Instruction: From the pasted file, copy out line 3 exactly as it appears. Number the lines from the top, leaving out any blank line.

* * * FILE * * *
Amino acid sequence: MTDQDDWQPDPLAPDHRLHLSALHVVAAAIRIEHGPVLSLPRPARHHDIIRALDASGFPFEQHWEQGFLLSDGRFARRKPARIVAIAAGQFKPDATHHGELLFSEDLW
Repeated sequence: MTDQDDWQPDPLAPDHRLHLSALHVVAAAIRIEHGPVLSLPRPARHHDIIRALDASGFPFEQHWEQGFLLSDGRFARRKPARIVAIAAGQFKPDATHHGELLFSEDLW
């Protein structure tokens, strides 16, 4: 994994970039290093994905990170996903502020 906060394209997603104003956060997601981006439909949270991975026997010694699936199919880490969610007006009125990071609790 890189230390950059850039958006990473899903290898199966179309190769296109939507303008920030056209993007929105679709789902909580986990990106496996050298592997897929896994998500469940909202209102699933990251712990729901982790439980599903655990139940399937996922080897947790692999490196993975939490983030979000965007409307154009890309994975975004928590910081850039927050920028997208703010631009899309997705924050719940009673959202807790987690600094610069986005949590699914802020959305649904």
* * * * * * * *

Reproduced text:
């Protein structure tokens, strides 16, 4: 994994970039290093994905990170996903502020 906060394209997603104003956060997601981006439909949270991975026997010694699936199919880490969610007006009125990071609790 890189230390950059850039958006990473899903290898199966179309190769296109939507303008920030056209993007929105679709789902909580986990990106496996050298592997897929896994998500469940909202209102699933990251712990729901982790439980599903655990139940399937996922080897947790692999490196993975939490983030979000965007409307154009890309994975975004928590910081850039927050920028997208703010631009899309997705924050719940009673959202807790987690600094610069986005949590699914802020959305649904």